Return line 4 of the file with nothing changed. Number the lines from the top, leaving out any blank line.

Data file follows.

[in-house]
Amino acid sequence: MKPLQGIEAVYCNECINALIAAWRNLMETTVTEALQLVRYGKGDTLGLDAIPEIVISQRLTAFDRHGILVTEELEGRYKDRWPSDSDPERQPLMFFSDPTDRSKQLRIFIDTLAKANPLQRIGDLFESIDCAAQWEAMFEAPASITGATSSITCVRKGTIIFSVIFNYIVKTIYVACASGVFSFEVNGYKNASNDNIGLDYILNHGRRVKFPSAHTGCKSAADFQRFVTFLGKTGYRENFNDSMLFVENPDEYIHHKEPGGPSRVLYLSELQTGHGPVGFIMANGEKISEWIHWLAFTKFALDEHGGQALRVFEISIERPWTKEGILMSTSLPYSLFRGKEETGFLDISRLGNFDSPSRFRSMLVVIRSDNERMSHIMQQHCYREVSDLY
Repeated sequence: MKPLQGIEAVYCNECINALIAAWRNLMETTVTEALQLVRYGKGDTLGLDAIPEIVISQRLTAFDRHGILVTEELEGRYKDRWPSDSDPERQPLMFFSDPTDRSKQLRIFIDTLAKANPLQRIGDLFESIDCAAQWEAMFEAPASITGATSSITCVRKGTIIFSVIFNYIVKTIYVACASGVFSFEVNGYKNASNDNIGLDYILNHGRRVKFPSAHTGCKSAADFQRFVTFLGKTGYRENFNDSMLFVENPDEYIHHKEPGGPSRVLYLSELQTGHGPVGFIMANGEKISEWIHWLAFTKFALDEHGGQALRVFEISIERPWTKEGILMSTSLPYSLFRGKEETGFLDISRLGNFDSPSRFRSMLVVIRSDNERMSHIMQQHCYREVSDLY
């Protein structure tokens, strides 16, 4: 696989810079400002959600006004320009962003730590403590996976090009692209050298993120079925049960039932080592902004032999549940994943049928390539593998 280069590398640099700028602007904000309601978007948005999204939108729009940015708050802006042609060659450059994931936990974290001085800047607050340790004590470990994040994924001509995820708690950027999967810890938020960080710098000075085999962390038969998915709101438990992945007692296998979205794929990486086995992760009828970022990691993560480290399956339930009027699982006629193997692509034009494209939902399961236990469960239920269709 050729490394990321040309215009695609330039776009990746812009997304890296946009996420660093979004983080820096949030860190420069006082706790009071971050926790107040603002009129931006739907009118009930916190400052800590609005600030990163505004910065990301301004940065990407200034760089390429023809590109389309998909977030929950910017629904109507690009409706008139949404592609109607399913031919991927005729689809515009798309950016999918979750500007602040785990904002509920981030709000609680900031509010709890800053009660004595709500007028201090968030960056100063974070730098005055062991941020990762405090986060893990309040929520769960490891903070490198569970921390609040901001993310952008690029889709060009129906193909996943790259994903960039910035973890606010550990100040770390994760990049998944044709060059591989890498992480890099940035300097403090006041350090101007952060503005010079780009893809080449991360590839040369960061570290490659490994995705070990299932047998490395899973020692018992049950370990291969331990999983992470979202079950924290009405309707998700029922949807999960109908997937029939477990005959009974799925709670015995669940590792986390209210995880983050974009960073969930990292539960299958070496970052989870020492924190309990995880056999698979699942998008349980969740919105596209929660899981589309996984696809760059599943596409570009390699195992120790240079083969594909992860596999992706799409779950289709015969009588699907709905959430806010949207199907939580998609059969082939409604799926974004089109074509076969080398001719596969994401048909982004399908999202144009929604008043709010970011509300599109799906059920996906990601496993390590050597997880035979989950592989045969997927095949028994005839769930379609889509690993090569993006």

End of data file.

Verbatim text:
């Protein structure tokens, strides 16, 4: 696989810079400002959600006004320009962003730590403590996976090009692209050298993120079925049960039932080592902004032999549940994943049928390539593998 280069590398640099700028602007904000309601978007948005999204939108729009940015708050802006042609060659450059994931936990974290001085800047607050340790004590470990994040994924001509995820708690950027999967810890938020960080710098000075085999962390038969998915709101438990992945007692296998979205794929990486086995992760009828970022990691993560480290399956339930009027699982006629193997692509034009494209939902399961236990469960239920269709 050729490394990321040309215009695609330039776009990746812009997304890296946009996420660093979004983080820096949030860190420069006082706790009071971050926790107040603002009129931006739907009118009930916190400052800590609005600030990163505004910065990301301004940065990407200034760089390429023809590109389309998909977030929950910017629904109507690009409706008139949404592609109607399913031919991927005729689809515009798309950016999918979750500007602040785990904002509920981030709000609680900031509010709890800053009660004595709500007028201090968030960056100063974070730098005055062991941020990762405090986060893990309040929520769960490891903070490198569970921390609040901001993310952008690029889709060009129906193909996943790259994903960039910035973890606010550990100040770390994760990049998944044709060059591989890498992480890099940035300097403090006041350090101007952060503005010079780009893809080449991360590839040369960061570290490659490994995705070990299932047998490395899973020692018992049950370990291969331990999983992470979202079950924290009405309707998700029922949807999960109908997937029939477990005959009974799925709670015995669940590792986390209210995880983050974009960073969930990292539960299958070496970052989870020492924190309990995880056999698979699942998008349980969740919105596209929660899981589309996984696809760059599943596409570009390699195992120790240079083969594909992860596999992706799409779950289709015969009588699907709905959430806010949207199907939580998609059969082939409604799926974004089109074509076969080398001719596969994401048909982004399908999202144009929604008043709010970011509300599109799906059920996906990601496993390590050597997880035979989950592989045969997927095949028994005839769930379609889509690993090569993006």